MS ZAGORO is in her eighties. She was brought to Port Moresby and lived here for about six months visiting her children, grand children and great grand children.
She is one of the many grand children of Namizataupa (Aize) the known patriarch of the Okuzuha clan of the Okiufa people. The legendary Namizataupa begot Liko, Gorame, Zagaro and Malizo whose children among them include Ms Gamake Zagaro and late the Aize.
Aize had a number of children included the late Hoffman Aize. As a prominent leader of his people Mr. Hoffman went on to become Minister for Forest in the Eastern Highlands Provincial Government in the 1990s.Great grandparents of the present generation of Papua New Guineans are sources of past and contemporary history. It is truism that that group of Papua New Guineans is fast becoming rare these days.
Thus, an opportunity like the visit by Ms Zagoro to be with the young people is immensely entertaining and educationally significant. She is a mobile encyclopedia of knowledge and wisdom.Ms Zagoro's generation admonish unacceptable behavours, at the same time they provide avenues for sitting them down and draw from them past records of human endevours relating to the history of a people and their migration or movements, the skills and knowledge about gardening, warfare, land ownership and land use among others.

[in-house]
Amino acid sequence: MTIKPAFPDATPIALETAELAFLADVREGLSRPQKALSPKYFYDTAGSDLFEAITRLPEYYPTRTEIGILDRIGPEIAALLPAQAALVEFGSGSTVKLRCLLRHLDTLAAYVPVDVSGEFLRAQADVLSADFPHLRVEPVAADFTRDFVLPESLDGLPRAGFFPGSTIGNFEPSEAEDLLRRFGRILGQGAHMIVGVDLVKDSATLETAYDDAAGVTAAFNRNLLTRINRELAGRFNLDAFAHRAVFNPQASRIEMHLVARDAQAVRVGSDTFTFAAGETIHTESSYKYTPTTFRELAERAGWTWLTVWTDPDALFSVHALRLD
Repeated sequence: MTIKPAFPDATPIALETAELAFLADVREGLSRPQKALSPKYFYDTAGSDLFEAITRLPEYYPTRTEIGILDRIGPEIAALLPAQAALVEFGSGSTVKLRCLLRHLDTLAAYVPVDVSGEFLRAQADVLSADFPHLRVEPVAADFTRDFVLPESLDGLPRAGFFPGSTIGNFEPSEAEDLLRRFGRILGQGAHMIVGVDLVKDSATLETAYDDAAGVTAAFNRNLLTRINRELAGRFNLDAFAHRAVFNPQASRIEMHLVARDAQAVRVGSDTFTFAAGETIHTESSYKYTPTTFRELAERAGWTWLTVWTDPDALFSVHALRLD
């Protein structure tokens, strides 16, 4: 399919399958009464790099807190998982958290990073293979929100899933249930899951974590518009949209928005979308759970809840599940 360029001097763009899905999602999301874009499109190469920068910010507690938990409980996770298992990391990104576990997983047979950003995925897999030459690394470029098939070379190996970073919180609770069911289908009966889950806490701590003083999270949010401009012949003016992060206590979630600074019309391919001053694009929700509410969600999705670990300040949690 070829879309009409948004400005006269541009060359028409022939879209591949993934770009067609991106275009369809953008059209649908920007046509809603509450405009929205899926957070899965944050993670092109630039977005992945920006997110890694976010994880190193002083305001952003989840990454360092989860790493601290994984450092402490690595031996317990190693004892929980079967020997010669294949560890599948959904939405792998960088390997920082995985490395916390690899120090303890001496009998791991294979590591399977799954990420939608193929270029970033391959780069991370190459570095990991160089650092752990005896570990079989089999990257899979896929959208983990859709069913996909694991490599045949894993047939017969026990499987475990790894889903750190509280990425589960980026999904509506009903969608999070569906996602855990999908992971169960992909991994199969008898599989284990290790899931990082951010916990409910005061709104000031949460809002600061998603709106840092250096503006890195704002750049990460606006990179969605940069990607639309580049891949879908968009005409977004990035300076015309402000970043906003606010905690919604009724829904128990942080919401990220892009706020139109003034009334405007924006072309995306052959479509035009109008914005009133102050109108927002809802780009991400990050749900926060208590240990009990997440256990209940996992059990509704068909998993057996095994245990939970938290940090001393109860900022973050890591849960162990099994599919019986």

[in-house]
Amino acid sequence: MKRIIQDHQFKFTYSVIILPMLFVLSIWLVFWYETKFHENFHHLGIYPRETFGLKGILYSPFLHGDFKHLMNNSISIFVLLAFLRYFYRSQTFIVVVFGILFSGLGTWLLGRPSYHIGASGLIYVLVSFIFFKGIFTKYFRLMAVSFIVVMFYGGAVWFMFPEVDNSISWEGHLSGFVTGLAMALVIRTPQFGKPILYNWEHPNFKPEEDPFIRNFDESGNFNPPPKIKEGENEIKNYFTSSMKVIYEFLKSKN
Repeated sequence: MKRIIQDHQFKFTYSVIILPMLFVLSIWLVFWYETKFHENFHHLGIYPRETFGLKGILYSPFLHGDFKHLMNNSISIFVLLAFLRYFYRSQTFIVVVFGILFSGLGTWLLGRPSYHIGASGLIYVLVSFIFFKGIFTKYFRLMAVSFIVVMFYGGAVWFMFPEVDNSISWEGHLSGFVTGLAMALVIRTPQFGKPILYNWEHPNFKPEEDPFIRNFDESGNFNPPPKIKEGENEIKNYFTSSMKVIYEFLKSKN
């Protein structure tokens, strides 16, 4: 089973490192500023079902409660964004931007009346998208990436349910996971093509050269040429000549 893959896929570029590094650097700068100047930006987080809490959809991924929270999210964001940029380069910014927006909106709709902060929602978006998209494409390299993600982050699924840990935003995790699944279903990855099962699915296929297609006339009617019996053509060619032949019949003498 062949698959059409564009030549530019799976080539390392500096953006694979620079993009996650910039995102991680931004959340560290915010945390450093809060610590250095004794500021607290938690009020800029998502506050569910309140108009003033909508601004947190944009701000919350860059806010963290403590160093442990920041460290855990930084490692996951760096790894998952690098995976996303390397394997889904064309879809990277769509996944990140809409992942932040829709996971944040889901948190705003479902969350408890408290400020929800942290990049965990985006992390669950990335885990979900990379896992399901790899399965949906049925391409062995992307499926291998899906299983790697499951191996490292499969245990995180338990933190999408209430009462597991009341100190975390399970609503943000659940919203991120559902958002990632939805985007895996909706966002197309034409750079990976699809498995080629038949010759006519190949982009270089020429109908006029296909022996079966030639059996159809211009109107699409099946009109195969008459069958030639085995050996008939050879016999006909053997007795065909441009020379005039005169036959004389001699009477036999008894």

They even repeatedly echo the need for modesty and to be at all times morally upright. There is so much to decipher and record for future reference. Time is not on anyone's side to wait for the next encounter.
Ms Zagoro has two sons and many grand children. She came to Port Moresby to visit her extended family members and their children. While in Goroka, and being alone she fell very sick. She was brought to Port Moresby by her nephew who would look after here, including hospitalization and after care. She has fully recovered and is preparing to go home.
What did she say about life in a city? "When I arrived in Port Moresby, I came to the city in the night from a late flight by Air Niugini. I could not tell much. However, when moving between the Port Moresby General Hospital and June Valley where I was residing, I was both fascinated and very frightened indeed. There are so many cars, and I could not help but hold back that real fear - cars crashing on each other, people dying on impact and so on and so forth" says Ms Zagoro.
She also said that, she did not like foreign foods, especially rice and other imported food stuff. These "foreign foods" she said had her feel hungry or uncomfortable. However, her nephew and other relatives made sure that there were bananas, pumpkins and other local supplies available in sufficient quantities to ensure that she was fed nutritiously during her stay in Port Moresby.
Port Moresby based family members will farewell their grandmother in a day's time. Ms Zagaro is already looking forward to meeting her people, especially her grand children. Once in Goroka, she will be getting back to her plot of family land and do what she has always done for decades to sustain life - gardening.